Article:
Addiction Policy Forum Blog

3 min read

Back to Basics: Foundations of Self-Care for Everyone

By Caroline DuPont, MD on June 8, 2019

Family members often feel overwhelmed and upset by the complex, emotional responsibilities of trying to help their loved one with a substance use disorder. It can feel hard to think about anything else, but it’s important to understand that it is difficult to help someone else if you don’t also take steps to care for yourself. If you are struggling, find some time – even if only a few minutes each day – to focus on self-care. As they say on airplanes - put on your own oxygen mask first before helping another passenger.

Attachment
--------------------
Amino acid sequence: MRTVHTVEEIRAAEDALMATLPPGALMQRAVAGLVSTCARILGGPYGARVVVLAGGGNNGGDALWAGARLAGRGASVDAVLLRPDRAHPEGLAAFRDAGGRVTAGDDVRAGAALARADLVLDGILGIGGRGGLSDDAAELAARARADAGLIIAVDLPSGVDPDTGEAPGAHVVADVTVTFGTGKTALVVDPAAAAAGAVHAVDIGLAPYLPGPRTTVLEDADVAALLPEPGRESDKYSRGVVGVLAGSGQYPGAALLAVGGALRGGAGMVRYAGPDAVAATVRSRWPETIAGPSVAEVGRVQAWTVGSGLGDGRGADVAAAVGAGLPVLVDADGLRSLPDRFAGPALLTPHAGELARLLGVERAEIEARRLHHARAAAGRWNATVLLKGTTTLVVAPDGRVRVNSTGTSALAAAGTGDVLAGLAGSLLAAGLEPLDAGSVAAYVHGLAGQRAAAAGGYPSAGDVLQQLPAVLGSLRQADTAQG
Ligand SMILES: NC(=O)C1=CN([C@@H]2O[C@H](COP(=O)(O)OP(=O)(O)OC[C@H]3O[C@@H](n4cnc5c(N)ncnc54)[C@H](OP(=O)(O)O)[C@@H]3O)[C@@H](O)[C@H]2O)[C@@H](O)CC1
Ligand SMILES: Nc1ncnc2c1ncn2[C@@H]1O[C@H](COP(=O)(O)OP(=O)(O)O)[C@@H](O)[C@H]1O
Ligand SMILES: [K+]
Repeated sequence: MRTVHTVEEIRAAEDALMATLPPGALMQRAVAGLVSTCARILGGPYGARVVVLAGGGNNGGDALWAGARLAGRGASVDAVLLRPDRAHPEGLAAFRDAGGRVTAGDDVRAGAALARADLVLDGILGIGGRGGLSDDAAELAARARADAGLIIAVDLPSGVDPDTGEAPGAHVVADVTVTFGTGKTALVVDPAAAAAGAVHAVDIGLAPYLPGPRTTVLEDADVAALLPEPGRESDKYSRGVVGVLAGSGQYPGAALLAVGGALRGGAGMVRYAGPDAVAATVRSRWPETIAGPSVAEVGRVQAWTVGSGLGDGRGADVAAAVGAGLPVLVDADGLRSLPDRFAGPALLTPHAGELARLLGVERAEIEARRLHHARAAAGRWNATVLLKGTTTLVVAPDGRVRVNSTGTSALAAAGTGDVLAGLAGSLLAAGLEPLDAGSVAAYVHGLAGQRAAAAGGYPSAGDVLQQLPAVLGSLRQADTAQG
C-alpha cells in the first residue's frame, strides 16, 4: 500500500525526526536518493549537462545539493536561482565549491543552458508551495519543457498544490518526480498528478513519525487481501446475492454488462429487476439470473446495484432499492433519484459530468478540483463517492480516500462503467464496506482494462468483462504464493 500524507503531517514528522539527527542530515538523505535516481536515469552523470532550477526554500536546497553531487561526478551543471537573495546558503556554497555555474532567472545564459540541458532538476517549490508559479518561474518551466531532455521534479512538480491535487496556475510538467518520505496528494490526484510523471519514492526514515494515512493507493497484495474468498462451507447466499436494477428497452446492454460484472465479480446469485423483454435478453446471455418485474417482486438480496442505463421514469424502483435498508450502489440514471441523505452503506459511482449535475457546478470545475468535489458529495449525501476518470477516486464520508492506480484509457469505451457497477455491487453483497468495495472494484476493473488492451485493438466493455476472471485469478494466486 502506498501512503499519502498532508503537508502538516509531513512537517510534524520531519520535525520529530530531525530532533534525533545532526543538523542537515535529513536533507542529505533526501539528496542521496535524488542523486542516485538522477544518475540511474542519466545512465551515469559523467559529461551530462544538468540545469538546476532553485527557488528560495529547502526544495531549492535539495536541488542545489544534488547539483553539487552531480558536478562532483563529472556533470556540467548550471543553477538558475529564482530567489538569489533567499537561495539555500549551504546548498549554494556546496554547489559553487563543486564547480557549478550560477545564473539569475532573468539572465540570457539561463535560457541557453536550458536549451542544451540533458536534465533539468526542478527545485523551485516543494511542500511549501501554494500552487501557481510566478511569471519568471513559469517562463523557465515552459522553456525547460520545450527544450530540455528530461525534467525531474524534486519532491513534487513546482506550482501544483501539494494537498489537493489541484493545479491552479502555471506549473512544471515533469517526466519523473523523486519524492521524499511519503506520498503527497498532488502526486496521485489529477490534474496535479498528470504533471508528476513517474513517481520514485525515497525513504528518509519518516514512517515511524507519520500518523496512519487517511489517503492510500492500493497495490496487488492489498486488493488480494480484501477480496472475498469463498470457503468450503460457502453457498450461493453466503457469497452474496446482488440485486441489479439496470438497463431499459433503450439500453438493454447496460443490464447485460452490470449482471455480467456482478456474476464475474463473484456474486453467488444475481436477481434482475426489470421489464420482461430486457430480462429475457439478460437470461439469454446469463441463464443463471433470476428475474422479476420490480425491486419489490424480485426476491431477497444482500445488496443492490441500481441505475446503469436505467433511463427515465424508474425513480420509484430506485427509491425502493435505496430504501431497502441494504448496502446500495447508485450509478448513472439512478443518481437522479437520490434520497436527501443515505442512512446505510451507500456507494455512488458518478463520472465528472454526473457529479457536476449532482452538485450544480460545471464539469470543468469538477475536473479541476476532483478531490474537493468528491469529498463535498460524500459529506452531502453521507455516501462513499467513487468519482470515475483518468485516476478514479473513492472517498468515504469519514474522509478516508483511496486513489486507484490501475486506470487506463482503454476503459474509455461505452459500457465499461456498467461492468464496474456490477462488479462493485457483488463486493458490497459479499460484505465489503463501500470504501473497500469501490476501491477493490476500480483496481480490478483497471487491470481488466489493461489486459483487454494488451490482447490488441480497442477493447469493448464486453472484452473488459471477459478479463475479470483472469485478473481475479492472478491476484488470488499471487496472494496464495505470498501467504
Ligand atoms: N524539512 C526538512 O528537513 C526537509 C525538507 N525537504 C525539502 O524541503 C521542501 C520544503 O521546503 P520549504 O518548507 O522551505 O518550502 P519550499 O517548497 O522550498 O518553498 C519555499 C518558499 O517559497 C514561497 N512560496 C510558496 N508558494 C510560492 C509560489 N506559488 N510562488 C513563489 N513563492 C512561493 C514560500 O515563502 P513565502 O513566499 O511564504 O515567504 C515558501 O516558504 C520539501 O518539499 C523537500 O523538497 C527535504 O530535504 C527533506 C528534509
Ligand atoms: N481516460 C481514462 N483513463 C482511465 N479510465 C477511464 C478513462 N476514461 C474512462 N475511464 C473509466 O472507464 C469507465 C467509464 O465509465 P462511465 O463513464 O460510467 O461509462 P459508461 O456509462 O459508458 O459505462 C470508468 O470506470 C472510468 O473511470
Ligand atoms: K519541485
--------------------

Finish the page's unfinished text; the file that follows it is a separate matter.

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2 min read

A Helping Hand in Your Backyard

By Mark Powell on April 9, 2019

  
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2 min read

Spreading Recovery from the Pews

By Mark Powell on March 6, 2019

  
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2 min read

How an Office Calendar Exposed a Barrier to Treatment for Pregnant Woman

By Mark Powell on March 6, 2019

  
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4 min read

Talking to Someone Struggling with Addiction: A Crash Course

By Dr. Christian Conte on March 2, 2019

"One of the great truisms that most people know intellectually but struggle to show in their actual communication is this: The past is gone, and we cannot get even a single second of it back. When your words truly reflect this understanding, however, you can center all of your speech around the hopefulness of what can be done from this moment forward."